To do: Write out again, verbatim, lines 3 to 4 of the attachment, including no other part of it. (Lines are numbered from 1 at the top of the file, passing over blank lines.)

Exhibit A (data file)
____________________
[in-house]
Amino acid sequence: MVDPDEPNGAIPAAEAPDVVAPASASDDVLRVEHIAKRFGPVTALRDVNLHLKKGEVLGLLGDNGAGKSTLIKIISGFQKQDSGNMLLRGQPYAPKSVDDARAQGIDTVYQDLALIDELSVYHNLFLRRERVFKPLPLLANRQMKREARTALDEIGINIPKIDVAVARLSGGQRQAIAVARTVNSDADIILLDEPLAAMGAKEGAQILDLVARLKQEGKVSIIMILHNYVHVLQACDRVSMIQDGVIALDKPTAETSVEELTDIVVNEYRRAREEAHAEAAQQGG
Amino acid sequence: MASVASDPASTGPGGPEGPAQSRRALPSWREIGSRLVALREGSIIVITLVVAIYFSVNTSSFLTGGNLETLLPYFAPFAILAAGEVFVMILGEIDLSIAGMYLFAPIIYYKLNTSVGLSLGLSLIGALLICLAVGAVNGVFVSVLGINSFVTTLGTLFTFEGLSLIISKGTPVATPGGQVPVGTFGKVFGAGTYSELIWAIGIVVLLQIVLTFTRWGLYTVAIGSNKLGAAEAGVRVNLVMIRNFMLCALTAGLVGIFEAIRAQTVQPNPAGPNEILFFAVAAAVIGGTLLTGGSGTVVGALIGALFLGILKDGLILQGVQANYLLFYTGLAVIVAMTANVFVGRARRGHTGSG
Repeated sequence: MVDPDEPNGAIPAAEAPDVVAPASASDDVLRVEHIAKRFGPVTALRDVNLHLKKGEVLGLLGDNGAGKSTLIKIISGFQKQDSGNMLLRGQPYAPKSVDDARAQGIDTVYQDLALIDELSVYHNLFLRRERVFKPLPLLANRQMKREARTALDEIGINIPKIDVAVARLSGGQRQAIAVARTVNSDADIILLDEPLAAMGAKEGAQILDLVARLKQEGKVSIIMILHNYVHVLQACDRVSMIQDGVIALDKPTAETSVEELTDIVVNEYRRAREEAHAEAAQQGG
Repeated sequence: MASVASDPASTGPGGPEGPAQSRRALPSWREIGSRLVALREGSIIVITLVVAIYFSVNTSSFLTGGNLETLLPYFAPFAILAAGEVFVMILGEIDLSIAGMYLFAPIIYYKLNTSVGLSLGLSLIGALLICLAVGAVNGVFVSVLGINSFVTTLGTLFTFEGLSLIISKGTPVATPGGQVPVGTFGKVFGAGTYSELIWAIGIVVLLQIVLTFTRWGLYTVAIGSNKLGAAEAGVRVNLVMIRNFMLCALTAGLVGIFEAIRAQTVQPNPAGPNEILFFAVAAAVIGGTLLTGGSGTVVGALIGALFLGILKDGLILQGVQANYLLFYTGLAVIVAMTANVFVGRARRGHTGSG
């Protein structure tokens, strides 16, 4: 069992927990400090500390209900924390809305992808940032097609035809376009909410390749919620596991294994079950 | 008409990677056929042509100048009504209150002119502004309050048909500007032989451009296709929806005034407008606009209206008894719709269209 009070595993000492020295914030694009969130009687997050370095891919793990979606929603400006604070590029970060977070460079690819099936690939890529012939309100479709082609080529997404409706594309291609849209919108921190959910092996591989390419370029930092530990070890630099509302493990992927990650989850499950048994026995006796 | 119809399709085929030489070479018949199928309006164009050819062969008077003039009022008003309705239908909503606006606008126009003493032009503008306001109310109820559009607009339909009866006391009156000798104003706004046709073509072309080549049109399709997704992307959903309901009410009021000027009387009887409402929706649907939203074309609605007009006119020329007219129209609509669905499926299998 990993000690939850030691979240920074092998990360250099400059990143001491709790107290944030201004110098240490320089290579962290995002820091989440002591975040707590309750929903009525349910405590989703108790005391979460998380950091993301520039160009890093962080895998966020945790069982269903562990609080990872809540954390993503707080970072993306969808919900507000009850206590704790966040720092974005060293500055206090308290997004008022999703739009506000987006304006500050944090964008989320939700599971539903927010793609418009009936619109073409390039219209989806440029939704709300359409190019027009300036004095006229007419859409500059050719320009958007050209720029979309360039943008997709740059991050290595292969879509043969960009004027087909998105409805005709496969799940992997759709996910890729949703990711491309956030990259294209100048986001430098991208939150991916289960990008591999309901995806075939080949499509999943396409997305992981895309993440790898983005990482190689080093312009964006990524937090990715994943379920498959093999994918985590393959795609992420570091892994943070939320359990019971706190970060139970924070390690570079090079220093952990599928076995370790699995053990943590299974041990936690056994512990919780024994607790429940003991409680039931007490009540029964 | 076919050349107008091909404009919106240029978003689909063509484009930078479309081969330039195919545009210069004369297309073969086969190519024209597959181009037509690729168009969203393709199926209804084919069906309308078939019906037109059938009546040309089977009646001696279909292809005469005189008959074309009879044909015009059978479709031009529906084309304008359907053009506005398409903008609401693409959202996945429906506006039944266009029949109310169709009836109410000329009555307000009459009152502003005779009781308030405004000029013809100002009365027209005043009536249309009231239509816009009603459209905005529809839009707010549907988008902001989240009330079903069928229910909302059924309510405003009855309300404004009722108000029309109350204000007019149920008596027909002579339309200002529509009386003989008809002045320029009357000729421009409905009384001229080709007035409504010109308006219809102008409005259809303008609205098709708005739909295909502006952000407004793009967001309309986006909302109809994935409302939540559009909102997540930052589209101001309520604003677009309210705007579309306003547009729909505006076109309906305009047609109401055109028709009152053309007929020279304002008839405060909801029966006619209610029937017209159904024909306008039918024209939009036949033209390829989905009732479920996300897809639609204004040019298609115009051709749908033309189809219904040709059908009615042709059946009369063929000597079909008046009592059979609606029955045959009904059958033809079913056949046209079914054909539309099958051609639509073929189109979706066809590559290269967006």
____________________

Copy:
Amino acid sequence: MASVASDPASTGPGGPEGPAQSRRALPSWREIGSRLVALREGSIIVITLVVAIYFSVNTSSFLTGGNLETLLPYFAPFAILAAGEVFVMILGEIDLSIAGMYLFAPIIYYKLNTSVGLSLGLSLIGALLICLAVGAVNGVFVSVLGINSFVTTLGTLFTFEGLSLIISKGTPVATPGGQVPVGTFGKVFGAGTYSELIWAIGIVVLLQIVLTFTRWGLYTVAIGSNKLGAAEAGVRVNLVMIRNFMLCALTAGLVGIFEAIRAQTVQPNPAGPNEILFFAVAAAVIGGTLLTGGSGTVVGALIGALFLGILKDGLILQGVQANYLLFYTGLAVIVAMTANVFVGRARRGHTGSG
Repeated sequence: MVDPDEPNGAIPAAEAPDVVAPASASDDVLRVEHIAKRFGPVTALRDVNLHLKKGEVLGLLGDNGAGKSTLIKIISGFQKQDSGNMLLRGQPYAPKSVDDARAQGIDTVYQDLALIDELSVYHNLFLRRERVFKPLPLLANRQMKREARTALDEIGINIPKIDVAVARLSGGQRQAIAVARTVNSDADIILLDEPLAAMGAKEGAQILDLVARLKQEGKVSIIMILHNYVHVLQACDRVSMIQDGVIALDKPTAETSVEELTDIVVNEYRRAREEAHAEAAQQGG